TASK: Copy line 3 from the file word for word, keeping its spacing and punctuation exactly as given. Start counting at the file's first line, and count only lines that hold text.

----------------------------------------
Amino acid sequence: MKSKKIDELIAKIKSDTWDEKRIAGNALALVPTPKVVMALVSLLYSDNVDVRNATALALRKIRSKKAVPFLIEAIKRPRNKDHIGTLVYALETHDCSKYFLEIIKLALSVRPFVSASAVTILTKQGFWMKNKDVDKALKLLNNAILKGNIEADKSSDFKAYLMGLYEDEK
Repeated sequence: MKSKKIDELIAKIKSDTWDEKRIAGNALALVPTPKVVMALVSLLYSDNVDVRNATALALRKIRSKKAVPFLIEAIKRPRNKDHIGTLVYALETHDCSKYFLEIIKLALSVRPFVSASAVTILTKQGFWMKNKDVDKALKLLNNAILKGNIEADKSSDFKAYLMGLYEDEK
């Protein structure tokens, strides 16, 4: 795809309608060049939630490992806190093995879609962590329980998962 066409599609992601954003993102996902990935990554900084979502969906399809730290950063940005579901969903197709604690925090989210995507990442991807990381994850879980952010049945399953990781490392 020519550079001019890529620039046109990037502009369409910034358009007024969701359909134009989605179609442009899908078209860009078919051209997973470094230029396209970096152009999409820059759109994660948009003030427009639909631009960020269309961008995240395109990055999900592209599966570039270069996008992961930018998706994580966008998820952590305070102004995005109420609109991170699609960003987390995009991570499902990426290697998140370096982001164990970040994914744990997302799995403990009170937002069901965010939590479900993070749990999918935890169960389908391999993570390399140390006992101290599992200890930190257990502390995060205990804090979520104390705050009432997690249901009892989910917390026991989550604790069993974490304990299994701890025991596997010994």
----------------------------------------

């Protein structure tokens, strides 16, 4: 795809309608060049939630490992806190093995879609962590329980998962 066409599609992601954003993102996902990935990554900084979502969906399809730290950063940005579901969903197709604690925090989210995507990442991807990381994850879980952010049945399953990781490392 020519550079001019890529620039046109990037502009369409910034358009007024969701359909134009989605179609442009899908078209860009078919051209997973470094230029396209970096152009999409820059759109994660948009003030427009639909631009960020269309961008995240395109990055999900592209599966570039270069996008992961930018998706994580966008998820952590305070102004995005109420609109991170699609960003987390995009991570499902990426290697998140370096982001164990970040994914744990997302799995403990009170937002069901965010939590479900993070749990999918935890169960389908391999993570390399140390006992101290599992200890930190257990502390995060205990804090979520104390705050009432997690249901009892989910917390026991989550604790069993974490304990299994701890025991596997010994």